Session 1 (09:00 - 10.30)
Keynote: Things that go bump in the night (and how to
sleep through them)
Speaker: Michael Christian, Infrastructure Resilience, Yahoo!
There is a widespread belief in our industry that our data-centers are supremely reliable, capable of providing us true five-9s service, and that by hosting our platforms in these expensive massively redundant locations, we will be safe from all ills. As a result, business continuity planning is often approached from a classic DR "Airplane Into Building" perspective, where insufficient thought, energy, planning, and practice is put into a solution never expected to be used.
The truth is that data-centers DO fail, sometimes for the oddest of reasons. This is not a knock against the infrastructure designers of our industry, who have created some of the most efficient, redundant, and innovative buildings in history; it is merely a statement of fact. As redundancy is added, complexity increases, adding more links to a system at the mercy of the weakest. Something as simple as a border router failure can effectively knock an entire building of compute offline, regardless of how many generators it has.
By starting under the assumption that a particular data-center WILL fail at some point, it becomes significantly easier to build platforms that can be quickly and transparently shifted from location to location. Where designing for the unthinkable leads to poorly thought out solutions, designing for the every-day leads to useable and indeed useful tooling. Highly available internet platforms are not nearly as technically difficult as they are culturally difficult.
I'll interleave a history of massive outages during the last decade with proven
recovery solutions and strategies, with the hope of swaying our collective
industry from a disaster insurance approach to a truly always-on
philosophy. This talk is loosely based on Chapter 17 of O'Reilly's Web
Operations, by the same author/speaker.
Ant Rowstron (Microsoft Research, Cambridge), Dushyanth Narayanan
(Microsoft Research, Cambridge), Austin Donnelly (Microsoft Research,
Cambridge), Greg O'Shea (Microsoft Research, Cambridge) and Andrew Douglas
(Microsoft Research, Cambridge). Nobody ever got fired for using
Coffee break (10:30 - 11.00)
Session 2 (11:00 - 12.30)
Keynote: Programming and Debugging Large-Scale Data
Speaker: Christopher Olston, Google
This talk gives an overview of my former team's work on large-scale
data processing at Yahoo! Research. The talk begins by introducing two
data processing systems we helped develop: PIG, a dataflow programming
environment and Hadoop-based runtime, and NOVA, a workflow manager for
Pig/Hadoop. The bulk of the talk focuses on debugging, and looks at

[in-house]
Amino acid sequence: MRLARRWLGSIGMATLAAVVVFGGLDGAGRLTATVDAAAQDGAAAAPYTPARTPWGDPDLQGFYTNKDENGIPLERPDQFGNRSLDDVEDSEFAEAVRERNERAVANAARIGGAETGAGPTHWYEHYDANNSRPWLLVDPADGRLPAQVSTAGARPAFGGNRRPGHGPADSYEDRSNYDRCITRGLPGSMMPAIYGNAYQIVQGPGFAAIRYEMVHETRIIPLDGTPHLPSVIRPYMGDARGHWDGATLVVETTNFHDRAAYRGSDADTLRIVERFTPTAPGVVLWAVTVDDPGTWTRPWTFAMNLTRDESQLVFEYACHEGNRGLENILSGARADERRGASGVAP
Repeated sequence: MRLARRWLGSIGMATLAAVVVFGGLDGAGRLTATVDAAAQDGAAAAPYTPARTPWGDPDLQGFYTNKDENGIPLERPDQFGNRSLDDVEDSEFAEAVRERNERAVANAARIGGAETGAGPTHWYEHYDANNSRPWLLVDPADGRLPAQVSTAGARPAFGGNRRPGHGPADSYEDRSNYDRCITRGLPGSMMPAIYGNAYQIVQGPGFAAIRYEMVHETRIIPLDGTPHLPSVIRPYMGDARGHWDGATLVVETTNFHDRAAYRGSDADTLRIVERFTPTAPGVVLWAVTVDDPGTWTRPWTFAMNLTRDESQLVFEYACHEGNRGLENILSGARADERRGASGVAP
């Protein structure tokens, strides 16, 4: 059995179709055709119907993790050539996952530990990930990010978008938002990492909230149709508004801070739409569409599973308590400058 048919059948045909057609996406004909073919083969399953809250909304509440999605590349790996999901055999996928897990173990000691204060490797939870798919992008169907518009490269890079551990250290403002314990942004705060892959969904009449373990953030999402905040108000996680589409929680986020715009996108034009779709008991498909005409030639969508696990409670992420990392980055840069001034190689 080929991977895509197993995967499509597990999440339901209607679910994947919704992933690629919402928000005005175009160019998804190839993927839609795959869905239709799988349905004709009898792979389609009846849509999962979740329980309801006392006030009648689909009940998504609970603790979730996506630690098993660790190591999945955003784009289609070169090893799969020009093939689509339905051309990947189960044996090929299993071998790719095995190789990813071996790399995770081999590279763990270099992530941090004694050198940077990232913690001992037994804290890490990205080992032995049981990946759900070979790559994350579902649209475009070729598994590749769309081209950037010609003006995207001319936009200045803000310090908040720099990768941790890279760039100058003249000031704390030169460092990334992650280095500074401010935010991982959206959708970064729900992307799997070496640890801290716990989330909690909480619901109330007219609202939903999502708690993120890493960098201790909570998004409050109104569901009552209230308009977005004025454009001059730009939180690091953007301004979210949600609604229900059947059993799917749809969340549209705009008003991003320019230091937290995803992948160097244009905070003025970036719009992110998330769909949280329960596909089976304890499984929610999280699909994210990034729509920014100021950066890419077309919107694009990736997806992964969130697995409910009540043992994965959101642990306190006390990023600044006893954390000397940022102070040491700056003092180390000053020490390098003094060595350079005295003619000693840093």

what can be done before, during and after execution of a data
* Pig's automatic EXAMPLE DATA GENERATOR is used before running a
Pig job to get a feel for what it will do, enabling certain kinds of
mistakes to be caught early and cheaply. The algorithm behind the
example generator performs a combination of sampling and synthesis to
balance several key factors---realism, conciseness and
completeness---of the example data it produces.
* INSPECTOR GADGET is a framework for creating custom tools that
monitor Pig job execution. We implemented a dozen user-requested
tools, ranging from data integrity checks to crash cause investigation
to performance profiling, each in just a few hundred lines of code.
* IBIS is a system that collects metadata about what happened during
data processing, for post-hoc analysis. The metadata is collected from
multiple sub-systems (e.g. Nova, Pig, Hadoop) that deal with data and
processing elements at different granularities (e.g. tables vs.
records; relational operators vs. reduce task attempts) and offer
disparate ways of querying it. IBIS integrates this metadata and
presents a uniform and powerful query interface to users.
Bio: Christopher Olston is a staff research scientist at Google, working on
structured data. He previously worked at Yahoo! (principal research
scientist) and Carnegie Mellon (assistant professor). He holds
computer science degrees from Stanford (2003 Ph.D., M.S.; funded by
NSF and Stanford fellowships) and UC Berkeley (B.S. with highest
Olston just started at Google in November 2011, so he hasn't done
anything there yet. At Yahoo, Olston co-created Apache Pig, which is
used for large-scale data processing by LinkedIn, Netflix, Salesforce,
Twitter, Yahoo and others, and is offered by Amazon as a cloud
service. Olston gave the 2011 Symposium on Cloud Computing keynote,
and won the 2009 SIGMOD best paper award. During his flirtation with
academia, Olston taught undergrad and grad courses at Berkeley,
Carnegie Mellon and Stanford, and signed several Ph.D. dissertations.
- Malte Schwarzkopf (University of Cambridge) and Steven Hand (University of
Cambridge). Bringing the cloud down to earth
Lunch break (12:30 - 14.00)
Session 3 (14:00 - 15.30)
- Nathan Backman (Brown Univesity), Ugur Cetintemel (Brown Univesity) and
Rodrigo Fonseca (Brown University). Managing Parallelism for Stream
Processing in the Cloud
- Masoud Saeida Ardekani (UPMC - LIP6), Marek Zawirski (INRIA & UMPC - LIP6),
Pierre Sutra (INRIA & UPMC - LIP6) and Marc Shapiro (INRIA & UPMC -
LIP6). The Space Complexity of Transactional Interactive Reads
- Panel: Topic TBA